Nowadays, an increasing number of increasingly heavy luggage items such as small suitcases, laptops, photographic and video equipments, etc. are taken into airplane cabins as hand luggages. In practice, the permissible overall load of luggage stowages is frequently exceeded. In an emergency case, for example during an emergency landing, the luggage items stored in the stowage may constitute a danger to the passengers. In order to strengthen the bottom plate of an overhead baggage stowage, reinforcing structures comprised, in particular, of bottom plate profiles are mostly provided, which at the same time serve, for instance, for the suspension of means provided above the passenger seat rows, such as air-conditioning, oxygen supply and lighting. The bottom plate of the overhead luggage stowage is thus strengthened by the reinforcing structures, yet the occurring forces are introduced into the side walls of the stowage and, from there, into the suspension devices and, further on, into the supporting structure of the airplane or the like. This may result in the destruction of the side walls and hence in the opening of the overhead luggage stowages, thus causing the luggage items to crash down or the suspension device provided on the supporting structure of the airplane to pull off.
In order to secure the overhead luggage stowages against crashing down, safety devices which are formed, for instance, by flexible force-deflection elements additionally containing a kinetic energy destruction means are known, which will retain the overhead luggage stowage on the supporting structure of the airplane or the like, even after the suspension device has pulled off. Such a securing device is, for instance, described in EP 0 767 100 A1.
It is the object of the present invention to provide an overhead luggage stowage, particularly for airplanes, which withstands the static loads caused by the luggage items contained therein, thus eliminating any risk to the passengers sitting below the luggage stowage. Furthermore, the overhead luggage stowage is to be producible in a manner as quick and simple as well as cost-effective as possible while offering a weight as low as possible. The low weight is of special relevance to aircraft because of their fuel consumption.
The object according to the invention is achieved in that at least one rigid connection element is each arranged laterally of the container between the reinforcing structure and the suspension device in a manner substantially vertical in respect to the longitudinal extension of the container. The rigid connection element according to the invention serves as an element for the deflection of force from the bottom of the container via the reinforcing structure(s) to the suspension device(s), thus relieving the overhead luggage stowage and, in particular, its side walls and allowing them to be produced in a simpler and more cost-effective manner. No high demands are, therefore, placed, in particular, on the connections between the side walls of the overhead luggage stowage and the remaining container body. By rigid connection elements, connection elements made of materials that do not undergo any relevant dimensional changes in the event of loads under normal conditions are to be understood. On account of the rigid connection elements arranged between the reinforcing structures and the suspension devices, the overhead luggage stowages are able to withstand elevated static loads. On the other hand, low demands are placed on the manufacture and mounting of the overhead luggage stowage. The number of connection elements is adapted to the maximally occurring load values. The static load is, thus, transferred into the reinforcing structures and the connection elements by the overhead luggage stowage itself. Passengers or the like present below the overhead luggage stowage are thereby protected against crashing-down stowages or luggage items, particularly in extreme situations. By the term “substantially vertical”, angular ranges of ±5° relative to the vertical line in respect to the longitudinal direction of the overhead luggage stowage container are to be understood. Safety devices, for instance, as described above and comprised of seat belts or the like may, of course, be employed to further enhance the safety, for instance, at the occurrence of dynamic loads in extreme situations. The invention is applicable to both fixed overhead luggage stowage containers and pivotally or displaceably arranged containers. In the event of pivotally arranged overhead stowage containers, the rigid connection element may be arranged both laterally of the movable container part and laterally of the fixed container part optionally connected with the movable container part.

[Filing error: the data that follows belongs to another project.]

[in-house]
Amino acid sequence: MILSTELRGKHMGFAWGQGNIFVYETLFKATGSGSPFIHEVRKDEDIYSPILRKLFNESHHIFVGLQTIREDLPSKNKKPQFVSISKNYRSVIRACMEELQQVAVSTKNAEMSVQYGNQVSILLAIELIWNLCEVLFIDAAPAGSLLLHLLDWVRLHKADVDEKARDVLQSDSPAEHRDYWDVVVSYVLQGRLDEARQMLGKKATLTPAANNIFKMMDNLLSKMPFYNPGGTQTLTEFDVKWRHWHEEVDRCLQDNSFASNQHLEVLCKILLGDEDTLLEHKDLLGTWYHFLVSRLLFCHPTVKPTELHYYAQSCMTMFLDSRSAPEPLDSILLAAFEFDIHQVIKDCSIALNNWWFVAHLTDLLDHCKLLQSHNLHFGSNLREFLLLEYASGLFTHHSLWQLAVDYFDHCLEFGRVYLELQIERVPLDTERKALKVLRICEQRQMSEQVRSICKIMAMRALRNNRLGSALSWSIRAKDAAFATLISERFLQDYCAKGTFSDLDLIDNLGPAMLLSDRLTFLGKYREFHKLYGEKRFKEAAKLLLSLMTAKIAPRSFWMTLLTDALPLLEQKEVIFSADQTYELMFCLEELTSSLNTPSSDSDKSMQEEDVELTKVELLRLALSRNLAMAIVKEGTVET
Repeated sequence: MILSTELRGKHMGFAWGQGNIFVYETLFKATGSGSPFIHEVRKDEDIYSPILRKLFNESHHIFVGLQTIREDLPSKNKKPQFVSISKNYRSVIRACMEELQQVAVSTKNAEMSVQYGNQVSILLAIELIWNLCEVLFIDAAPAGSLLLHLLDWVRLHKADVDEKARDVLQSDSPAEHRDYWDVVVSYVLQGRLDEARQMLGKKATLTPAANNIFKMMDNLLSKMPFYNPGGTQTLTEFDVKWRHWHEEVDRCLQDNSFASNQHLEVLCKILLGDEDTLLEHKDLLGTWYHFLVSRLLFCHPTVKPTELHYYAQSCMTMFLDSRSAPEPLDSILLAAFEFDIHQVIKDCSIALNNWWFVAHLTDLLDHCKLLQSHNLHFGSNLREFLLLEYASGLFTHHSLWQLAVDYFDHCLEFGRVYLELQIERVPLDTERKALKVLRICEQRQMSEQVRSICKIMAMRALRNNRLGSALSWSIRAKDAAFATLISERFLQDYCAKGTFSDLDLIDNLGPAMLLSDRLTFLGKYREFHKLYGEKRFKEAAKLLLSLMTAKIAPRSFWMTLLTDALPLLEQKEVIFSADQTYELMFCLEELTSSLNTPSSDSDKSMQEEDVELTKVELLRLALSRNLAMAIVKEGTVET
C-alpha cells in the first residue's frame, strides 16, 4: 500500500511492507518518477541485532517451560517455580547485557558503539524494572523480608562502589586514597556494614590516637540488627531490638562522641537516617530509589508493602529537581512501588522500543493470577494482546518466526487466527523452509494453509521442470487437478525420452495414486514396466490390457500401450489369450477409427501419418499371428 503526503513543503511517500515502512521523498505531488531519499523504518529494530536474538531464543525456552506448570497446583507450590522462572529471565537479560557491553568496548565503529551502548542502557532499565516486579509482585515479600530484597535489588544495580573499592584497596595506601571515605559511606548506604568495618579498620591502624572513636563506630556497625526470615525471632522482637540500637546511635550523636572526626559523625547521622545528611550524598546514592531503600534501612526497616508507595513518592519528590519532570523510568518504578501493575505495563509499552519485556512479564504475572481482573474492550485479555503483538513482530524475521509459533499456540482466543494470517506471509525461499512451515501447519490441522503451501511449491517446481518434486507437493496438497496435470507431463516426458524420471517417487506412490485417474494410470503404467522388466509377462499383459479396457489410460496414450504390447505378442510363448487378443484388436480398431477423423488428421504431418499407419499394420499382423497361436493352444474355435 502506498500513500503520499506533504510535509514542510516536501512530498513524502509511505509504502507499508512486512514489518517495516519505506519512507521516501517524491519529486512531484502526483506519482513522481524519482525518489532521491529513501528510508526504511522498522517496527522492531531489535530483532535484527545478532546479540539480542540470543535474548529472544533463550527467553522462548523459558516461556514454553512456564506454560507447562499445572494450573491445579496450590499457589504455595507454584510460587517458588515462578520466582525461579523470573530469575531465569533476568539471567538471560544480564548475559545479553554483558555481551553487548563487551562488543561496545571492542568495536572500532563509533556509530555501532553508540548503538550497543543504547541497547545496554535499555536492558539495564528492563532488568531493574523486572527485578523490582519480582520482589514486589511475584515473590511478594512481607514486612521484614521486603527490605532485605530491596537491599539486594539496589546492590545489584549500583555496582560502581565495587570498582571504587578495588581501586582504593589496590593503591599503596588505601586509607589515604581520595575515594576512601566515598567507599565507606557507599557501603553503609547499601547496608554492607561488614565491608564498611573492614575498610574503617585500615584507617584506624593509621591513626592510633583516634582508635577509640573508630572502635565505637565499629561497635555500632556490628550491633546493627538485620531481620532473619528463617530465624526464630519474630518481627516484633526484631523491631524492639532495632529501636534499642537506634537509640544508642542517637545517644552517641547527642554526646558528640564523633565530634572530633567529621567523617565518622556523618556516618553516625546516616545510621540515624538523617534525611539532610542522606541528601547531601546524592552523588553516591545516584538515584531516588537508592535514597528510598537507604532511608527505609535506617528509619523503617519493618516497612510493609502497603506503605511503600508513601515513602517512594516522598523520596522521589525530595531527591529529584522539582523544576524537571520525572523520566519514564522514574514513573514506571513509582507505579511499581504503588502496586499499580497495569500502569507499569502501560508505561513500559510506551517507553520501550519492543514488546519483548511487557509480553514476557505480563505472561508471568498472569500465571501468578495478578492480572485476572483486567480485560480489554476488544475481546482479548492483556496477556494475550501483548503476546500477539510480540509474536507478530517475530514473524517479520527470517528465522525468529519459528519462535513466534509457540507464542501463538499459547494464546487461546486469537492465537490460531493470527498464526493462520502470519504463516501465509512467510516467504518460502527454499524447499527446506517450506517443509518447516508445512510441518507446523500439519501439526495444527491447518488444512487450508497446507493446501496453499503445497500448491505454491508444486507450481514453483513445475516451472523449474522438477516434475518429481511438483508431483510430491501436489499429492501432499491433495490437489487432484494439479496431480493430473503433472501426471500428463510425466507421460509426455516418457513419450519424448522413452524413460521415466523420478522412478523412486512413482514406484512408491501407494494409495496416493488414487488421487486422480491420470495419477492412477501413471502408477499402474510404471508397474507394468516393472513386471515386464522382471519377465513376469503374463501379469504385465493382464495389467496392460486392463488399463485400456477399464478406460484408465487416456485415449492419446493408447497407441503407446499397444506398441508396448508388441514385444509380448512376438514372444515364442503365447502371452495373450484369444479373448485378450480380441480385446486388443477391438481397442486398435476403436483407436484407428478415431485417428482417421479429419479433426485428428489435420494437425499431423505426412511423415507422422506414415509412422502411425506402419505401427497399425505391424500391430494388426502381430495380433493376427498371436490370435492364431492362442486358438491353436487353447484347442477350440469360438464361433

In a preferred manner, the connection element is positively connected with the reinforcing structure and the suspension device. The form closure ensures the transmission of force from the container via the reinforcing structures into the substantially vertically arranged connection element and, from there, further into the suspension device and into the supporting structure of the airplane or the like.
While the overhead luggage stowage container may be formed by an open stowage compartment, the container advantageously includes a fixed part and a part movably connected with the same.